The mines really took off. People were pulling up all sorts of valuable stuff. Gold, Silver, Lead, Copper (I don’t know why I’m capitalizing these) all showed up to the party. You may recall our good friend W.T. Barbee as the man who got shafted (I’m aware of this pun) in the Silver Reef post. Well, in case you felt bad for him, here’s some good news for all those Barbee fans out there. He discovered an ore body here at Ophir that was so rich in silver, they named the hill Silveropolis. This hill, in fact….

If you visit Silveropolis, prepare to be disappointed. From the outside it just looks like another stupid non-silvery hill. Things were so good for the miners that all sorts of stupid mine names popped up. The Miner’s delight mine, the Velocipede mine (awesome), Wild Delirium, and, of course, the Ophir mine.

The Ophir mine is still in pretty good shape. It’s still got an ore chute and everything. Plus there are still mine cars on the tracks!

Also it has a huge pile of rocks near it! Rocks that are filled with toxic heavy metals! Toxic metals that will make it so your kids will have flipper arms. Neat!

The mine is on private property, so I didn’t dare go up there. People get really shooty in Western Utah. And who can blame them? I would get defensive too if I had a sideways cabin in my front yard.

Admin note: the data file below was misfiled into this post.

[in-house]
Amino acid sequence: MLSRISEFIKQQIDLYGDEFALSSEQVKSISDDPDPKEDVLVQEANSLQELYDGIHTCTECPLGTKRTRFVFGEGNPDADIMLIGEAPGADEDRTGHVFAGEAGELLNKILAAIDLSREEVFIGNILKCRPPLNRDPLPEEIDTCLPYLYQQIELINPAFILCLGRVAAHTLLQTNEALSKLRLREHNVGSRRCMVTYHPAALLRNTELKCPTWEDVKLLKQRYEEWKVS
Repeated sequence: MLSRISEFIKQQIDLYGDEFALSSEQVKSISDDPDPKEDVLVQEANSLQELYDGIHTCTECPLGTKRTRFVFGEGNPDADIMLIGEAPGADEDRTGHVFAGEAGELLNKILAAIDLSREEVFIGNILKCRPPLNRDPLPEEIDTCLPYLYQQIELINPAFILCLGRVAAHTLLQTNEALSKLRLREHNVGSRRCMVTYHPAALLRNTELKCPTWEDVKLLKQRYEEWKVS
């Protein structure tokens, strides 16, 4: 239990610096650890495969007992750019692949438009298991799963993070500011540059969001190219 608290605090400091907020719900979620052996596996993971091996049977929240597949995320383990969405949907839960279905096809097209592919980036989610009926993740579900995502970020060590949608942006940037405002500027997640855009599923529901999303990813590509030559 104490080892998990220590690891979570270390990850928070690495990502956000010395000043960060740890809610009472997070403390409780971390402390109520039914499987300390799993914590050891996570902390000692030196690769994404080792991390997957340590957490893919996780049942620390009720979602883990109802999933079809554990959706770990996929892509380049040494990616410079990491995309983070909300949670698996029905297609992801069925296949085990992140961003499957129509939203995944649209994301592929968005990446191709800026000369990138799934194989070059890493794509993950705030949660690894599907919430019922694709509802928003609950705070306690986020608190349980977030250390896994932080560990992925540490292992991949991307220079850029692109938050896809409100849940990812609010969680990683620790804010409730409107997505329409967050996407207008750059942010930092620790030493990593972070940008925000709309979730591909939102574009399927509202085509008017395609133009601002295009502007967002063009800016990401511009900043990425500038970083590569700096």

Some people have chosen a different route, and right in downtown Ophir there is a mine that I think has been occupied by permanent human residents. Permanent human residents who love to decorate with skulls

I bet the people who live here can dominate a party like nobody’s business. You may recognize that mine from the santa post I made last December. It’s the same one! I guess the people there like to decorate the mine during winter a little. Ophir is a weird place.

Well, back to history. During the 1870’s more and more concrete and stone buildings were constructed on the canyon floor while the mines continued to belch out all sorts of shiny rocks. A town hall with a fire station upgrade was built…

(Town hall is the building on the right. The other building is a unusually nice house)
As were several pretty swanky log cabins.

And more importantly, a quiet time was established.